Picture the scene gentle readers, picture the scene. Libya, circa ’96 or ’97 a group of young muslim musicians from the displaced Tuareg Peoples of Niger are in exile following the brutal crushing of an uprising, started to wrest better conditions and better human rights from the government. They are desperately sad, worried about loved ones, the survival of their culture, but not so much today. Today they are clustered together watching videos of Jimi Hendrix and Mark Knoplfer, trying to cop their moves and master their licks. I love the picture this paints of a musical universality, young men sitting around trying to work out the chords for ‘Sultans of Swing’ – it’s the sort of thing that makes me think the whole world may not be quite so fucked after all, but then again I’m from good hippy stock.
Okay so I’m cheating a bit on the whole 1537 thang, but I couldn’t resist writing about this one, it’s an absolute snorter: Bombino Nomad – winner of the prestigious 1537 #6 best LP of 2013 award no less and if I’d got off my self-satisfied backside and created one for ‘Most Impressive Guitar Slinger Discovered in 2013’ he’d have copped that one too.
Now I have a real thing for desert rock and desert blues, whether Eastern or Western in origin – I love Tinariwen, ZZ Top and Tamikrest all equally, nothing quite transports me like it^. There is just something about those wide-open spaces that seem conducive to creating that rolling, wide-screen music I love. I knew Bombino* like Tamikrest and Tinariwen was of Tuareg origin and sang in the Tamashek language, but in my ignorance I assumed he was Malian and he’s not, he is from Niger; a distinction which just shows how nonsensical and arbitrary it was for the colonial powers to impose their artificial concept of national boundaries on a tribal culture, anyway. His website has a really interesting and detailed bio, which goes into a decent potted cultural history of the region, well worth a read and far better than my trite nonsense.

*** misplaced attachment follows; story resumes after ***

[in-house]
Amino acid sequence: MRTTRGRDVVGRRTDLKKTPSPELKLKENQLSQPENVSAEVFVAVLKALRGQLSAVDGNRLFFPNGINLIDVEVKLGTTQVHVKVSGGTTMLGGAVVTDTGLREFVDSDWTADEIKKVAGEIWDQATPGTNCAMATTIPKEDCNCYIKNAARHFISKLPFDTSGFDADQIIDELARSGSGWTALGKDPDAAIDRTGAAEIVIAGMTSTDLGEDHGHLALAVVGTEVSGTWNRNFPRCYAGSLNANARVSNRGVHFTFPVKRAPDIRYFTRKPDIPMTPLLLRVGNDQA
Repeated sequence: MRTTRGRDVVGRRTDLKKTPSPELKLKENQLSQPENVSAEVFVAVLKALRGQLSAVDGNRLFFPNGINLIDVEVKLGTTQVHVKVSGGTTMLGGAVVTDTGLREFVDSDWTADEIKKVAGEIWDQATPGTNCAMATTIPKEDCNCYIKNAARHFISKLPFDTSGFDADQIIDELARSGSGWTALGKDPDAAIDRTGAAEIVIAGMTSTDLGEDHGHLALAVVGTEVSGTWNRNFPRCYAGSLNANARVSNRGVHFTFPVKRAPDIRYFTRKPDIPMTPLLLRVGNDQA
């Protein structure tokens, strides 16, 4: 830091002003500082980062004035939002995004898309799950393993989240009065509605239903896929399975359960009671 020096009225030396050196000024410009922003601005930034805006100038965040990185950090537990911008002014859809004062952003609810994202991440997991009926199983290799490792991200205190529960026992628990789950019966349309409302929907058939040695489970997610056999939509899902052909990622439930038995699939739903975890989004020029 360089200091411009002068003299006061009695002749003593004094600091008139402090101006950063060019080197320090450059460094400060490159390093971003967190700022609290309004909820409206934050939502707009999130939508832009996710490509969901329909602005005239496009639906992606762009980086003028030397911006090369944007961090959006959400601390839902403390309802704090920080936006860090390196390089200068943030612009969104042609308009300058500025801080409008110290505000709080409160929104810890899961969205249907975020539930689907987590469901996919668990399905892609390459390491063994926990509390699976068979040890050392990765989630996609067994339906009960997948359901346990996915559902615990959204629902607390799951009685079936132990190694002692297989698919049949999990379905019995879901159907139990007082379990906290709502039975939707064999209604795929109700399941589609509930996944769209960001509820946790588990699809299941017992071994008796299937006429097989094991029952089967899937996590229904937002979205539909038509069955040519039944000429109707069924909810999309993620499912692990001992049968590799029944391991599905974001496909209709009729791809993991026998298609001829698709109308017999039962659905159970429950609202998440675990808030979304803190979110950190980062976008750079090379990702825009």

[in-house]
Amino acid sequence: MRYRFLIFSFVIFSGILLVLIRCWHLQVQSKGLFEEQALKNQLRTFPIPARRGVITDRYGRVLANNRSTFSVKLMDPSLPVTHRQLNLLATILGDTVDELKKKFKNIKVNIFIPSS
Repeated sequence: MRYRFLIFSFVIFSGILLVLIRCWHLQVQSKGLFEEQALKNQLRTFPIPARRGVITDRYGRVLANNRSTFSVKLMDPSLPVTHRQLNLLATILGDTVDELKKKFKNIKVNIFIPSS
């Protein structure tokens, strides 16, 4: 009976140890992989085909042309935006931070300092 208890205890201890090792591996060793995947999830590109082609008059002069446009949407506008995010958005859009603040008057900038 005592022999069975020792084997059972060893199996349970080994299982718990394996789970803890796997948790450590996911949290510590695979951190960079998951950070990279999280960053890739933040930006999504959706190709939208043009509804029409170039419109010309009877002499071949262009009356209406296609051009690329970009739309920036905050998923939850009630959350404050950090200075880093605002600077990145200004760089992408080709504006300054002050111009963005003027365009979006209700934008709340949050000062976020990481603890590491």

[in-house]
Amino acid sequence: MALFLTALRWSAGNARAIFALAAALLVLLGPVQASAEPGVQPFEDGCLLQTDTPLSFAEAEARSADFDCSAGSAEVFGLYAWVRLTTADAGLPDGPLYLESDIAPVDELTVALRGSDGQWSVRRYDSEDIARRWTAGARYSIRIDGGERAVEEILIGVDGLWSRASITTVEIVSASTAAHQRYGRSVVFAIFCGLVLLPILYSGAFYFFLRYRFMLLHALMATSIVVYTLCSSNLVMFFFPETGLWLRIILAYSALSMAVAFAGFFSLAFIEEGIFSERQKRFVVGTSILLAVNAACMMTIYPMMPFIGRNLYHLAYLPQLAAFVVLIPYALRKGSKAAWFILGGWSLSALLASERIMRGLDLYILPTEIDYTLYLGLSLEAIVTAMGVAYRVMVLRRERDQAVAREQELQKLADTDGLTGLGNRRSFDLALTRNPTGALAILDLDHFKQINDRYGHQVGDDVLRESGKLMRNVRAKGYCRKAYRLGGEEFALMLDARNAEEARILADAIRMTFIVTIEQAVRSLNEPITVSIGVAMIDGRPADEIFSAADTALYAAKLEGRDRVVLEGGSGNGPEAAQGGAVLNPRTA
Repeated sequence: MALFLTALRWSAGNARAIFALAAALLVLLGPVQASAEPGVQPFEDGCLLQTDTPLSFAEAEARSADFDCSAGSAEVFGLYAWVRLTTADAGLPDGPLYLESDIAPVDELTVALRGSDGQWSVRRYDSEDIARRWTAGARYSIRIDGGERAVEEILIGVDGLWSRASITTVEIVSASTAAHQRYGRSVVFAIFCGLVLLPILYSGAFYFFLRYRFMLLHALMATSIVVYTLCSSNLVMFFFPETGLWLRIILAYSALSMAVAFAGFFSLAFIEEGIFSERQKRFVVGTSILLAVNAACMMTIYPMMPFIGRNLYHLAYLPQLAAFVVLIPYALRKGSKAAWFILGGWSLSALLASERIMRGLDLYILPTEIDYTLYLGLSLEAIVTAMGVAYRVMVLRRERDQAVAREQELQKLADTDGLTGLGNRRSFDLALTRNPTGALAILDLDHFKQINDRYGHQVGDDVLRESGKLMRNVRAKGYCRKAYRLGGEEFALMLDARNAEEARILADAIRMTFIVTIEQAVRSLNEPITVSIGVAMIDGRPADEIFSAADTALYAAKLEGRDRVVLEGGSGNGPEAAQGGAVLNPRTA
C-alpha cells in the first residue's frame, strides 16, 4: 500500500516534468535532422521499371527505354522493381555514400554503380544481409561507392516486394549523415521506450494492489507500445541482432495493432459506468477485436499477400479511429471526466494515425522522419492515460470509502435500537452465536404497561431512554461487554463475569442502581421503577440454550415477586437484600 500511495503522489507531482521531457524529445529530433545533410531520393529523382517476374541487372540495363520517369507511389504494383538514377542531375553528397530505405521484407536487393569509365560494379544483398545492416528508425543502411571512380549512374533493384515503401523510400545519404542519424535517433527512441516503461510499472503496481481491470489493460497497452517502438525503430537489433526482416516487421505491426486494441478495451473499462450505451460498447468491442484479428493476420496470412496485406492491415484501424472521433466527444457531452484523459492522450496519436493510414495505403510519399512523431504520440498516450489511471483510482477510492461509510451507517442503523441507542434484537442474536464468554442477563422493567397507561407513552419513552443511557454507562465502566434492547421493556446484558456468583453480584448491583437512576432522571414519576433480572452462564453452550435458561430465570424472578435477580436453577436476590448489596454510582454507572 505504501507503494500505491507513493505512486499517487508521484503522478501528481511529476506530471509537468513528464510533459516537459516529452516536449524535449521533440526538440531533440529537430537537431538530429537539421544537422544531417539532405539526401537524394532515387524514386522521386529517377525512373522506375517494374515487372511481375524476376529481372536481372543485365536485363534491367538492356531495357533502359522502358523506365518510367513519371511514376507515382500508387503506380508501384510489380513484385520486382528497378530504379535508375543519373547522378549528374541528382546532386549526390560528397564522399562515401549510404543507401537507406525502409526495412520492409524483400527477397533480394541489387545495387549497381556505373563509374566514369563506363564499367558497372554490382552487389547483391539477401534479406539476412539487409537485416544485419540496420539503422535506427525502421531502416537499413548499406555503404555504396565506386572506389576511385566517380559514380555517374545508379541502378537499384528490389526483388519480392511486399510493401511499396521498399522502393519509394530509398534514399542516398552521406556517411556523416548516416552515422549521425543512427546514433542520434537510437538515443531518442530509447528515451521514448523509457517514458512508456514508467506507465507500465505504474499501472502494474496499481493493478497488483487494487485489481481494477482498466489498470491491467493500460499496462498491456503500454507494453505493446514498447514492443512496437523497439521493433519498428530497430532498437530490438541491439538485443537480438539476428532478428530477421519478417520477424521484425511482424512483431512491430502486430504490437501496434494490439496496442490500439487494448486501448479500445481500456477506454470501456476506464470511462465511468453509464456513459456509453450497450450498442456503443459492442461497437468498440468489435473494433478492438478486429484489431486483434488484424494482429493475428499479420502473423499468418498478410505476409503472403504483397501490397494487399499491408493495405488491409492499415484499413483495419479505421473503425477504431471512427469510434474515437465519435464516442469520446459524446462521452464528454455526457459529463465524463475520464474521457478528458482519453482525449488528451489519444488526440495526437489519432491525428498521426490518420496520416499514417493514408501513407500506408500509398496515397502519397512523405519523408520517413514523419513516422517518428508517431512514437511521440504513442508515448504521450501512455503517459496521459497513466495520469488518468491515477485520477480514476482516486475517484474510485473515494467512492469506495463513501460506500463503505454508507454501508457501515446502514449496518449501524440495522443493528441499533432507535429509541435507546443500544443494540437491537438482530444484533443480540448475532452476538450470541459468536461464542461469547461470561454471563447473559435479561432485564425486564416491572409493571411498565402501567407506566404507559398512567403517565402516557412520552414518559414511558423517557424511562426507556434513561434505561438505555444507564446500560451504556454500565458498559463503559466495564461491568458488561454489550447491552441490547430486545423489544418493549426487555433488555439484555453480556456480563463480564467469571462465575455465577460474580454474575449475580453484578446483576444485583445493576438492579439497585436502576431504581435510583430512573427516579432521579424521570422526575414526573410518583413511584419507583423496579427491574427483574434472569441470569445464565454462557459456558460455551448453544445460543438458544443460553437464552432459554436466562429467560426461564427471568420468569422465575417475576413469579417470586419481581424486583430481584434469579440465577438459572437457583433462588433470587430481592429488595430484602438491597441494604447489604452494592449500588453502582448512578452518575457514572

This is not a man who picked up a guitar to get chicks, fame and a review on 1537. He played to entertain and to spread and to enforce Tuareg culture and first came to outside notice when he was forced to flee to Burkina Faso in 2007 after government forces in Niger killed two of his musicians in the reprisals that convulsed the nation after the second Tuareg rebellion. Since then he’s recorded with Charlie Watts and Keith Richards and spent a week as Angelina Jolie’s guide in Niger, Nomad was produced by Dan Auerbach AND he’s scored a review in 1537.
I know certain fundamentalist world music fans** don’t like it when West dabbles with East in a musical sense. I think Dan Auerbach does an absolutely sterling job here, even playing on the groovy instrumental ‘Niamey Jam’ in a recent magazine article I read Mr A said that Bombino’s band were ‘a well-oiled machine’ and that too many Western producers treat African artists as though they were discovering ancient old masters and not happening, vibrant young musicians. People forget I think that the electric guitar is not an indigenous African invention, musicians from the region fell in love with the old US blues maestros they heard and once they got hold of the hardware adapted their own music to startling effect.